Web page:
IT'S EASY to second guess a police officer who fires his or her gun. Even officers who have been in such a situation can't say they would react the same way every time. Any number of variables -- even how much sleep the officer got the night before -- could have an impact on the choice he makes. The decision that Howard County police Sgt. A. J. Bellido de Luna made last Tuesday left a man dead. John R. Sierra, 39, of Ellicott City died after being shot once in the chest by the officer. Sgt. Bellido de Luna had responded to a report of an intoxicated man with a knife. Mr. Sierra was killed in a subsequent confrontation. An ongoing investigation will judge whether Sgt. Bellido de Luna made the right decision. Questions must be asked to determine not only if the shooting was justified but whether local police procedures are adequate in situations involving an armed person. Sgt. Bellido de Luna is a traffic officer who responded to the call because he was nearby. Witnesses say Mr. Sierra initially responded to the sergeant's command to drop the knife and lie down. But Mr. Sierra retrieved the weapon and moved toward the officer while he was trying to call for backup. The Supreme Court said in 1989 that no precise standard could determine when police should use deadly force. Lower courts had ruled police have no constitutional duty to use nondeadly alternatives first. The reality is that sometimes deadly force is the only answer. Officers often must act swiftly to protect their lives and those of others. Police departments can help ensure their officers make the right decision through constant evaluation of their abilities -- mental and otherwise -- to handle dangerous situations, and by adequately equipping officers with nondeadly options, and by making sure officers respond in appropriate numbers when the possibility of violence exists.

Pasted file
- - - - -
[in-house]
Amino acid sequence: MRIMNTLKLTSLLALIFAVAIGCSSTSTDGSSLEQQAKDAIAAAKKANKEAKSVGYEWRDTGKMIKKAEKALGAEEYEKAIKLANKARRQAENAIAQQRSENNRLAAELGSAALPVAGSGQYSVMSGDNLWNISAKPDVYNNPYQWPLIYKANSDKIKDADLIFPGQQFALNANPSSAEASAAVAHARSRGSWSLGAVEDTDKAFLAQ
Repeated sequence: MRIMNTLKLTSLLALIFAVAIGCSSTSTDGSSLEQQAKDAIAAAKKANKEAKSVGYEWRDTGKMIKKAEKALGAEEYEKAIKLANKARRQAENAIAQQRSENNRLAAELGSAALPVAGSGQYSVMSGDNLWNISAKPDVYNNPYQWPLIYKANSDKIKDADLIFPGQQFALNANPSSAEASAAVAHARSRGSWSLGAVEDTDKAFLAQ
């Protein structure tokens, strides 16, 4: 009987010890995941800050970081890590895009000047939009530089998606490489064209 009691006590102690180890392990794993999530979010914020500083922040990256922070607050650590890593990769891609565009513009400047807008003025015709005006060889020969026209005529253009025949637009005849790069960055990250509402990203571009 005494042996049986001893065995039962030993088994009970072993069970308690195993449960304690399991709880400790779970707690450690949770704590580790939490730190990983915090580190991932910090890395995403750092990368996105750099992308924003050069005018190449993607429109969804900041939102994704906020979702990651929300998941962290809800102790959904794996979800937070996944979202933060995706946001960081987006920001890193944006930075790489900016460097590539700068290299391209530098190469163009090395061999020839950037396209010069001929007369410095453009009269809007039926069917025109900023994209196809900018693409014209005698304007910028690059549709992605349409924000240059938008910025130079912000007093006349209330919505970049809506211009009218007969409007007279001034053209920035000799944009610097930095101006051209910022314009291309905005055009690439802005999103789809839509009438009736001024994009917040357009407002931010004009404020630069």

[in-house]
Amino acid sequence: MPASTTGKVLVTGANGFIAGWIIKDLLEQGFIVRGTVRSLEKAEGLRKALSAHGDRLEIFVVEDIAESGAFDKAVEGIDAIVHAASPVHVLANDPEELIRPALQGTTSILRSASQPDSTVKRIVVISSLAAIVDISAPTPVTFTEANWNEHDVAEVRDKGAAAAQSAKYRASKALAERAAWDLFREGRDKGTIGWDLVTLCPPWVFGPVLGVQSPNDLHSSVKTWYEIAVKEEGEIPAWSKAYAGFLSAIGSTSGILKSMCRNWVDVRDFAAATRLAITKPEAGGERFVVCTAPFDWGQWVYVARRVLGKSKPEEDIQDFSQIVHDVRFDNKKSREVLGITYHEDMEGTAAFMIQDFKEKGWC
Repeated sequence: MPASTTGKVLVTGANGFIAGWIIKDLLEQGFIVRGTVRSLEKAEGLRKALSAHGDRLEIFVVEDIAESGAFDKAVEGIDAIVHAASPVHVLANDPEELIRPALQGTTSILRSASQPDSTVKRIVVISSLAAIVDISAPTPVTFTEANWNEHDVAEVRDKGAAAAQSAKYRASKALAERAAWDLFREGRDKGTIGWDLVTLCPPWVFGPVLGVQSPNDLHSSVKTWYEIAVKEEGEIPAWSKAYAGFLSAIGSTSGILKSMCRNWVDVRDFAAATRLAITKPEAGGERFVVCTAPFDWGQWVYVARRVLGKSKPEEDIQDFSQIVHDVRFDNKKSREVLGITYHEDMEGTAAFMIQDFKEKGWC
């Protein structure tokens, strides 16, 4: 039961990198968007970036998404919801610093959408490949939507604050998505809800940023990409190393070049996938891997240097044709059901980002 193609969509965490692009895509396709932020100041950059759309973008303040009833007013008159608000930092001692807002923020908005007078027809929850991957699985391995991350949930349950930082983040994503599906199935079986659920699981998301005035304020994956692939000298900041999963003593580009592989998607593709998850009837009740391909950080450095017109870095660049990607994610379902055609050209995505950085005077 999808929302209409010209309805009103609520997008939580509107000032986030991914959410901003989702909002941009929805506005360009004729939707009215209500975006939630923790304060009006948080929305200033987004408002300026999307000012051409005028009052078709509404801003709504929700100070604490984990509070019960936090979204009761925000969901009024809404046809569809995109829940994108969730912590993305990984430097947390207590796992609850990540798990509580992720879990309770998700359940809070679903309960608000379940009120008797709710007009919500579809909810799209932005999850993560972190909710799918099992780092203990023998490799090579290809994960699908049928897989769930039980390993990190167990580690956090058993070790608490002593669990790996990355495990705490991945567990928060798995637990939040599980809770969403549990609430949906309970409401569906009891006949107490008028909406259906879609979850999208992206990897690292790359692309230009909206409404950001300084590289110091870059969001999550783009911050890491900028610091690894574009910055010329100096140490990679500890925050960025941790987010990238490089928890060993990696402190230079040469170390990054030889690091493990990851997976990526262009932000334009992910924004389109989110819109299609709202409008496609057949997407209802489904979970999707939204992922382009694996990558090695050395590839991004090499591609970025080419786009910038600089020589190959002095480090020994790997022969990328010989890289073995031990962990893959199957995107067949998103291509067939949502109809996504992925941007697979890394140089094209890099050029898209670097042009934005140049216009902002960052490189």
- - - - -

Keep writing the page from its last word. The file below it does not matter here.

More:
Pub Date: 1/25/99